Edmund Geoffrey Stanfield was an 18 year old surveyor’s pupil when he enlisted on 12 January 1916. The evacuation of Gallipoli had taken place and now the main theatre of war was on the Western Front. On examination he was described as being 5 feet 5 inches in height and 131Ibs. The only distinguishing features were a chicken pox scar on the centre of his forehead.
Geoffrey embarked on the Berrima on 4 July 1916 with the reinforcements for the 13th Field Artillery Brigade. After a period of training in England he proceeded to France on 26 February and marched into Etaples the following day. He was taken on strength with the 5th D.A.C. on 9 April 1917 having spent a period of time in a segregation camp at Etaples for an unknown reason. On 20 July, 1917 whilst still with the 5th D.A.C in Belgium, he was appointed as a driver.
Illness saw him hospitalised in Rouen towards the end of the year before re-joining the 5th D.A,C. in early January 1918. In mid -February Geoffrey was given leave to England, re-joining his unit on 5 March 1918. Illness continued to plague him and he was again hospitalised at Rouen in April 1918 returning to his unit at the end of May 1918.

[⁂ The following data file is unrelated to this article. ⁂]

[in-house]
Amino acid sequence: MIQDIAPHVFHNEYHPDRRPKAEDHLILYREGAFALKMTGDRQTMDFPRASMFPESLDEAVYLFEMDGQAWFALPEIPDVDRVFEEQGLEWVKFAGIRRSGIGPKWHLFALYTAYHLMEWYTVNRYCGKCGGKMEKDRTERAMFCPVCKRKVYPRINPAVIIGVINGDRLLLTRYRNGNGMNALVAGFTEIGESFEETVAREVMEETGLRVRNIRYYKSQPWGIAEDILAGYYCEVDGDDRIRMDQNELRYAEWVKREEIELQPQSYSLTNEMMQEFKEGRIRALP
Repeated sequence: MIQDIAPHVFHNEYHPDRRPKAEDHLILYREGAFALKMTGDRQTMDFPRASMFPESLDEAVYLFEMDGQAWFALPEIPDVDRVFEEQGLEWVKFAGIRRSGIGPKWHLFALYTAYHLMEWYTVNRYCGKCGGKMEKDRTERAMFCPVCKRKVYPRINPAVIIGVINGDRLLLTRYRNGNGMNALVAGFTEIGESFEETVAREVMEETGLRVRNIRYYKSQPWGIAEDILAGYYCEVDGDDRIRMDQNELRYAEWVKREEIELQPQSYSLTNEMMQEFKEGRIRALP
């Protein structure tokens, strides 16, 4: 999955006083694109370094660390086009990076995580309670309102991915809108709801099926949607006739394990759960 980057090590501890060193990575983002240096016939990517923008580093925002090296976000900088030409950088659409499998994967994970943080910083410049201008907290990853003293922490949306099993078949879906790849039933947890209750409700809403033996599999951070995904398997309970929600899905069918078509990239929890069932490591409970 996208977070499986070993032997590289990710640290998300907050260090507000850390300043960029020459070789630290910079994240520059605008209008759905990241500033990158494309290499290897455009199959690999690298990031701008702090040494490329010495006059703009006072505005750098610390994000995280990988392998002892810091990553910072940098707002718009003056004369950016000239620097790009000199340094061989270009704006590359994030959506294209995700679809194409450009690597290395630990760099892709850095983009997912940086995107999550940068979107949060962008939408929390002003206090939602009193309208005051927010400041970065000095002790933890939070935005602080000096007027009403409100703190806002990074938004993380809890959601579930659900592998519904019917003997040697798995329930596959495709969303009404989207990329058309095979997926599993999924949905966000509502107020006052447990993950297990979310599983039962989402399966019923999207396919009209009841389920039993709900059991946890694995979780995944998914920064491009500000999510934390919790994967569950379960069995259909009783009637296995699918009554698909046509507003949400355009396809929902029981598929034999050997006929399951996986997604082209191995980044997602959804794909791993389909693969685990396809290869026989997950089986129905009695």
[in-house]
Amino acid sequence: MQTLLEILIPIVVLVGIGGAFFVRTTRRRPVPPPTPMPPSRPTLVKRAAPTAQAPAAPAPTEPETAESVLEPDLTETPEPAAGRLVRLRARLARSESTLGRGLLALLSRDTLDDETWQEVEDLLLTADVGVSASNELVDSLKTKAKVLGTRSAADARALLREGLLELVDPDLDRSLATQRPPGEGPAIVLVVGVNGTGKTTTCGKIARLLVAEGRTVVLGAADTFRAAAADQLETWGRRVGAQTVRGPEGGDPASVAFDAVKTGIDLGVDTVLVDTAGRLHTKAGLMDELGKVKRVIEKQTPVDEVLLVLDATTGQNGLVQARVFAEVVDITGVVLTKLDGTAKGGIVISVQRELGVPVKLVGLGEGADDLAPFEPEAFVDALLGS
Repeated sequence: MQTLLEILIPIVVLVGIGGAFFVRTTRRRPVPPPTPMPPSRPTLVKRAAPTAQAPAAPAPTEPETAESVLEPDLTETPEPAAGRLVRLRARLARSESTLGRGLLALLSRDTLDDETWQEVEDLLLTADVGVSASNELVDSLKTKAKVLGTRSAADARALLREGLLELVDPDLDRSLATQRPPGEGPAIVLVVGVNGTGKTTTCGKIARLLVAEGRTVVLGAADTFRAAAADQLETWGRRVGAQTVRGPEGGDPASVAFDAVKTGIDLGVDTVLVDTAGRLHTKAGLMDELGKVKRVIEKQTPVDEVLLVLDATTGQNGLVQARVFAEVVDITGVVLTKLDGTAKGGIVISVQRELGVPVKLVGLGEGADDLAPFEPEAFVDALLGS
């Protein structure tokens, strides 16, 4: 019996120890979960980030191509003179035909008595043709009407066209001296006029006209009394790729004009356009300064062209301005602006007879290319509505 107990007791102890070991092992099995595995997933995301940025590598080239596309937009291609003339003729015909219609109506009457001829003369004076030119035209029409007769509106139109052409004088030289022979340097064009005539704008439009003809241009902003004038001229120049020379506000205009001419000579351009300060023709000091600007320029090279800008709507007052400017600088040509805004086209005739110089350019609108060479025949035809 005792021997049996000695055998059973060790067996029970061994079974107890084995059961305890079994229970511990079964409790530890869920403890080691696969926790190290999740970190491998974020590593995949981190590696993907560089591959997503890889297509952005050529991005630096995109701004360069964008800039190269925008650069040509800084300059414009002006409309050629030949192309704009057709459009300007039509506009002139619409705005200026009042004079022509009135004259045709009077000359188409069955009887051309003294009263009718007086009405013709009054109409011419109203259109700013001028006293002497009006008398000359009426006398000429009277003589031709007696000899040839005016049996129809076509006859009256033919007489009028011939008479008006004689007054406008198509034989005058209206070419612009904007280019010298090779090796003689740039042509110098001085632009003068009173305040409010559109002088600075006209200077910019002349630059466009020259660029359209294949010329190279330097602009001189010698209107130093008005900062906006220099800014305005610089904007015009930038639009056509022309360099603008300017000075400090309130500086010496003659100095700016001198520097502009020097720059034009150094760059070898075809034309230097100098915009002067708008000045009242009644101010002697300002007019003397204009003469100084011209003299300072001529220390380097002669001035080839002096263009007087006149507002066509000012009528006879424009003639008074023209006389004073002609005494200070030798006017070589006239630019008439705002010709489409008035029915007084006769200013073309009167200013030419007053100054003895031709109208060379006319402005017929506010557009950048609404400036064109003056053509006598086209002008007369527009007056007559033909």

The next entry in his service record has Geoffrey being granted leave to London from 29 January 1919 to 4 February 1919. He returned to France on 18 February 1919 and remained there until 16 April when his unit marched out to England for eventual return to Australia. He finally left there on 23 June 1919 on the Orita and discharged at Hobart on 7 October 1919.
After his return to Australia, Geoffrey worked with his father at their property at Alonnah, Bruny Island. Later, along with other members of the family he returned to Rokeby, the place of his birth and by 1936 is working as a labourer. Geoffrey married Pauline Mary Amott and became the father of Barbara, Joan, David, Robert, Margaret, Celia and Terri before being tragically killed in a cycling accident.